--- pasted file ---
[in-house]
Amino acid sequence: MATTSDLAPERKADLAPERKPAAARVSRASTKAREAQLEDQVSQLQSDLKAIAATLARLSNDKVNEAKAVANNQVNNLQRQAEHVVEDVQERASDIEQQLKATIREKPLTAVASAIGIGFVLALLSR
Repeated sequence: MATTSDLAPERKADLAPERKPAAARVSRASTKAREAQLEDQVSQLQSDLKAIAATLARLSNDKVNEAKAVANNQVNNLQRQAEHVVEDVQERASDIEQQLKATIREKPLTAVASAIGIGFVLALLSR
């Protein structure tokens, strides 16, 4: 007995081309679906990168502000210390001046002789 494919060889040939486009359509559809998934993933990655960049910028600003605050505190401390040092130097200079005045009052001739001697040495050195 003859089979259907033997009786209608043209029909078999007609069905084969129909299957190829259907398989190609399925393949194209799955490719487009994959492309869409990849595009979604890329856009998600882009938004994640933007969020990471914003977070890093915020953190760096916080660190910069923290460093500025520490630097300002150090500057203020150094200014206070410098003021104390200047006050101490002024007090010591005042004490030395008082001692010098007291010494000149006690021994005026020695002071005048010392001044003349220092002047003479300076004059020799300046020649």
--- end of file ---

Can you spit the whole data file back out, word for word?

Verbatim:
[in-house]
Amino acid sequence: MATTSDLAPERKADLAPERKPAAARVSRASTKAREAQLEDQVSQLQSDLKAIAATLARLSNDKVNEAKAVANNQVNNLQRQAEHVVEDVQERASDIEQQLKATIREKPLTAVASAIGIGFVLALLSR
Repeated sequence: MATTSDLAPERKADLAPERKPAAARVSRASTKAREAQLEDQVSQLQSDLKAIAATLARLSNDKVNEAKAVANNQVNNLQRQAEHVVEDVQERASDIEQQLKATIREKPLTAVASAIGIGFVLALLSR
């Protein structure tokens, strides 16, 4: 007995081309679906990168502000210390001046002789 494919060889040939486009359509559809998934993933990655960049910028600003605050505190401390040092130097200079005045009052001739001697040495050195 003859089979259907033997009786209608043209029909078999007609069905084969129909299957190829259907398989190609399925393949194209799955490719487009994959492309869409990849595009979604890329856009998600882009938004994640933007969020990471914003977070890093915020953190760096916080660190910069923290460093500025520490630097300002150090500057203020150094200014206070410098003021104390200047006050101490002024007090010591005042004490030395008082001692010098007291010494000149006690021994005026020695002071005048010392001044003349220092002047003479300076004059020799300046020649």